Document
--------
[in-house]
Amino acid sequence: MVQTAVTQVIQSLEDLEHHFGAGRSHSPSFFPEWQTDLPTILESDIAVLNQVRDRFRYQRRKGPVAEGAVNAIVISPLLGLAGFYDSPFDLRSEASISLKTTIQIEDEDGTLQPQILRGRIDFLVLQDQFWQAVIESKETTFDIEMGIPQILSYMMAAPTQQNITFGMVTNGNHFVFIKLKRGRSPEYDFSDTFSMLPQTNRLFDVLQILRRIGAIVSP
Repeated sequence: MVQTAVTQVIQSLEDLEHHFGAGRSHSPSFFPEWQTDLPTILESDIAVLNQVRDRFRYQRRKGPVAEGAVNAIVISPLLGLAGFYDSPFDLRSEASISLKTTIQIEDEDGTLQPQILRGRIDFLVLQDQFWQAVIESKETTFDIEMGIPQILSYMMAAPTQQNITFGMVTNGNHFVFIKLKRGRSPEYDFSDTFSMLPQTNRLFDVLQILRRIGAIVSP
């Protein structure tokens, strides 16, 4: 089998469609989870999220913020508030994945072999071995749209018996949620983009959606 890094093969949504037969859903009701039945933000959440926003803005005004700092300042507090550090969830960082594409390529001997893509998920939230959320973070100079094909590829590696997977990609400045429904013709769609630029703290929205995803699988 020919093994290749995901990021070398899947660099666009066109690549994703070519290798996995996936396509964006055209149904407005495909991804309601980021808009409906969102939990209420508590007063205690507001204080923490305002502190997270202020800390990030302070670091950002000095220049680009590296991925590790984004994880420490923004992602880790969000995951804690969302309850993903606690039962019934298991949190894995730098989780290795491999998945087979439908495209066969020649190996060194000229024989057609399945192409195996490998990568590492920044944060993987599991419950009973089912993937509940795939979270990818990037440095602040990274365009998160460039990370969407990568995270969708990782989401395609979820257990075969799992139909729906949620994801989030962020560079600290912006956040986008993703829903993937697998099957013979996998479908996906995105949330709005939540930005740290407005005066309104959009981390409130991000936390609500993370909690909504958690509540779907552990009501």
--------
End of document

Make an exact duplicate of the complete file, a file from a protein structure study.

[in-house]
Amino acid sequence: MVQTAVTQVIQSLEDLEHHFGAGRSHSPSFFPEWQTDLPTILESDIAVLNQVRDRFRYQRRKGPVAEGAVNAIVISPLLGLAGFYDSPFDLRSEASISLKTTIQIEDEDGTLQPQILRGRIDFLVLQDQFWQAVIESKETTFDIEMGIPQILSYMMAAPTQQNITFGMVTNGNHFVFIKLKRGRSPEYDFSDTFSMLPQTNRLFDVLQILRRIGAIVSP
Repeated sequence: MVQTAVTQVIQSLEDLEHHFGAGRSHSPSFFPEWQTDLPTILESDIAVLNQVRDRFRYQRRKGPVAEGAVNAIVISPLLGLAGFYDSPFDLRSEASISLKTTIQIEDEDGTLQPQILRGRIDFLVLQDQFWQAVIESKETTFDIEMGIPQILSYMMAAPTQQNITFGMVTNGNHFVFIKLKRGRSPEYDFSDTFSMLPQTNRLFDVLQILRRIGAIVSP
């Protein structure tokens, strides 16, 4: 089998469609989870999220913020508030994945072999071995749209018996949620983009959606 890094093969949504037969859903009701039945933000959440926003803005005004700092300042507090550090969830960082594409390529001997893509998920939230959320973070100079094909590829590696997977990609400045429904013709769609630029703290929205995803699988 020919093994290749995901990021070398899947660099666009066109690549994703070519290798996995996936396509964006055209149904407005495909991804309601980021808009409906969102939990209420508590007063205690507001204080923490305002502190997270202020800390990030302070670091950002000095220049680009590296991925590790984004994880420490923004992602880790969000995951804690969302309850993903606690039962019934298991949190894995730098989780290795491999998945087979439908495209066969020649190996060194000229024989057609399945192409195996490998990568590492920044944060993987599991419950009973089912993937509940795939979270990818990037440095602040990274365009998160460039990370969407990568995270969708990782989401395609979820257990075969799992139909729906949620994801989030962020560079600290912006956040986008993703829903993937697998099957013979996998479908996906995105949330709005939540930005740290407005005066309104959009981390409130991000936390609500993370909690909504958690509540779907552990009501």